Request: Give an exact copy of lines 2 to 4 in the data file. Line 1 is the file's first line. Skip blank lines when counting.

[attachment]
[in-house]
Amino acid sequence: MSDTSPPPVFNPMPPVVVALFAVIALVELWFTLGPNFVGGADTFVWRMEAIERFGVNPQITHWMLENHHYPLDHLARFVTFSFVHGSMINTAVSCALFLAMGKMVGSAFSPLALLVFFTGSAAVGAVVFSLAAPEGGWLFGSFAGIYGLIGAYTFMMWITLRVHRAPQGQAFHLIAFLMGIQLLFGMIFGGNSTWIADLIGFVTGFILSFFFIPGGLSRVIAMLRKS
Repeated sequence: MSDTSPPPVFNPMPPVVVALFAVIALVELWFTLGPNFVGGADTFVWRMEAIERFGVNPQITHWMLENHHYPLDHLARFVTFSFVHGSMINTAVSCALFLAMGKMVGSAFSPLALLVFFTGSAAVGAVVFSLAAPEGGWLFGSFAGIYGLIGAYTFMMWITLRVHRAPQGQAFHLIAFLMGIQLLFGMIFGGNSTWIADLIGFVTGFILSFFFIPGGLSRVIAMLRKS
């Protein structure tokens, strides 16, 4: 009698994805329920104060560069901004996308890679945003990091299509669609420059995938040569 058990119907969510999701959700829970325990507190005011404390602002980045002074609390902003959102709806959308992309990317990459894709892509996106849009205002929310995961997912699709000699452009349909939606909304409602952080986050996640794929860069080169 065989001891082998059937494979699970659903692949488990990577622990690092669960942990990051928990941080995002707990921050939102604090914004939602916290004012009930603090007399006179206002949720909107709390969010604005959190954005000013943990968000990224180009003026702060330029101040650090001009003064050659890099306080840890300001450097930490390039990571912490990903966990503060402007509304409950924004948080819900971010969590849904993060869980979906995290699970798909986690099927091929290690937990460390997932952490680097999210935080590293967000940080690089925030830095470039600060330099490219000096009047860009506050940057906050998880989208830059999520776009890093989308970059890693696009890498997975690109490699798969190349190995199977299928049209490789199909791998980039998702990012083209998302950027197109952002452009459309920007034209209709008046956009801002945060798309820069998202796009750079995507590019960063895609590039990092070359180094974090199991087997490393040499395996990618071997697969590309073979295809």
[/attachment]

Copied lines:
Amino acid sequence: MSDTSPPPVFNPMPPVVVALFAVIALVELWFTLGPNFVGGADTFVWRMEAIERFGVNPQITHWMLENHHYPLDHLARFVTFSFVHGSMINTAVSCALFLAMGKMVGSAFSPLALLVFFTGSAAVGAVVFSLAAPEGGWLFGSFAGIYGLIGAYTFMMWITLRVHRAPQGQAFHLIAFLMGIQLLFGMIFGGNSTWIADLIGFVTGFILSFFFIPGGLSRVIAMLRKS
Repeated sequence: MSDTSPPPVFNPMPPVVVALFAVIALVELWFTLGPNFVGGADTFVWRMEAIERFGVNPQITHWMLENHHYPLDHLARFVTFSFVHGSMINTAVSCALFLAMGKMVGSAFSPLALLVFFTGSAAVGAVVFSLAAPEGGWLFGSFAGIYGLIGAYTFMMWITLRVHRAPQGQAFHLIAFLMGIQLLFGMIFGGNSTWIADLIGFVTGFILSFFFIPGGLSRVIAMLRKS
């Protein structure tokens, strides 16, 4: 009698994805329920104060560069901004996308890679945003990091299509669609420059995938040569 058990119907969510999701959700829970325990507190005011404390602002980045002074609390902003959102709806959308992309990317990459894709892509996106849009205002929310995961997912699709000699452009349909939606909304409602952080986050996640794929860069080169 065989001891082998059937494979699970659903692949488990990577622990690092669960942990990051928990941080995002707990921050939102604090914004939602916290004012009930603090007399006179206002949720909107709390969010604005959190954005000013943990968000990224180009003026702060330029101040650090001009003064050659890099306080840890300001450097930490390039990571912490990903966990503060402007509304409950924004948080819900971010969590849904993060869980979906995290699970798909986690099927091929290690937990460390997932952490680097999210935080590293967000940080690089925030830095470039600060330099490219000096009047860009506050940057906050998880989208830059999520776009890093989308970059890693696009890498997975690109490699798969190349190995199977299928049209490789199909791998980039998702990012083209998302950027197109952002452009459309920007034209209709008046956009801002945060798309820069998202796009750079995507590019960063895609590039990092070359180094974090199991087997490393040499395996990618071997697969590309073979295809």